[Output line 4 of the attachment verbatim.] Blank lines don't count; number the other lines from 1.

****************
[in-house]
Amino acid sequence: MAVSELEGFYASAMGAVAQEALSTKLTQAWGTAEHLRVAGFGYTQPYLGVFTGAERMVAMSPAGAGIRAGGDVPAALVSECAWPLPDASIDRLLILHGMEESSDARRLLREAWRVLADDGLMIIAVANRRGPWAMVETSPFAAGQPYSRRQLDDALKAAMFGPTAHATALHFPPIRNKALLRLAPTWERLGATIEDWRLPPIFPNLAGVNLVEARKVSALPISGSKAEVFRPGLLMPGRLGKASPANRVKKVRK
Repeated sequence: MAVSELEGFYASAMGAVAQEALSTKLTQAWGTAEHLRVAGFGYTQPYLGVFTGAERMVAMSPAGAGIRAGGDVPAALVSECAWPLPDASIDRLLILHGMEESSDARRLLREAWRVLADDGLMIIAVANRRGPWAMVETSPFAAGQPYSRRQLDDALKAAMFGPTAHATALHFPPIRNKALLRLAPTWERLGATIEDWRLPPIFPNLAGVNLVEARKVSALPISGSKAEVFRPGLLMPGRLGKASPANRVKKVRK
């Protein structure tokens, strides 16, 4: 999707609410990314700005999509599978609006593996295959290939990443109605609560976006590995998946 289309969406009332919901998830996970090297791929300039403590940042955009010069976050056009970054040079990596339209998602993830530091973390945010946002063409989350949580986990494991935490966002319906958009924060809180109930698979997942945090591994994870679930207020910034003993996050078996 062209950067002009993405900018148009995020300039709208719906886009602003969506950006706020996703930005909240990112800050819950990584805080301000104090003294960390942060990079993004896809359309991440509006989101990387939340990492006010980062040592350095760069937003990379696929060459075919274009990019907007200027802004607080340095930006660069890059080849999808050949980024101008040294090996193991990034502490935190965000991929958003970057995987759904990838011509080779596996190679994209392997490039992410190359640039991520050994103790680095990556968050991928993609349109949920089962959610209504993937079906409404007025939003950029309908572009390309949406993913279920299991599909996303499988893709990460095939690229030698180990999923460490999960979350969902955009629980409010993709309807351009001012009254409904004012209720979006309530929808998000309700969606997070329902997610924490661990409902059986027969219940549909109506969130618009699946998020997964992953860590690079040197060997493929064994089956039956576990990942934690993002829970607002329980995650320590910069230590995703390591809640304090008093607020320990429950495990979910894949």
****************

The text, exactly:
């Protein structure tokens, strides 16, 4: 999707609410990314700005999509599978609006593996295959290939990443109605609560976006590995998946 289309969406009332919901998830996970090297791929300039403590940042955009010069976050056009970054040079990596339209998602993830530091973390945010946002063409989350949580986990494991935490966002319906958009924060809180109930698979997942945090591994994870679930207020910034003993996050078996 062209950067002009993405900018148009995020300039709208719906886009602003969506950006706020996703930005909240990112800050819950990584805080301000104090003294960390942060990079993004896809359309991440509006989101990387939340990492006010980062040592350095760069937003990379696929060459075919274009990019907007200027802004607080340095930006660069890059080849999808050949980024101008040294090996193991990034502490935190965000991929958003970057995987759904990838011509080779596996190679994209392997490039992410190359640039991520050994103790680095990556968050991928993609349109949920089962959610209504993937079906409404007025939003950029309908572009390309949406993913279920299991599909996303499988893709990460095939690229030698180990999923460490999960979350969902955009629980409010993709309807351009001012009254409904004012209720979006309530929808998000309700969606997070329902997610924490661990409902059986027969219940549909109506969130618009699946998020997964992953860590690079040197060997493929064994089956039956576990990942934690993002829970607002329980995650320590910069230590995703390591809640304090008093607020320990429950495990979910894949």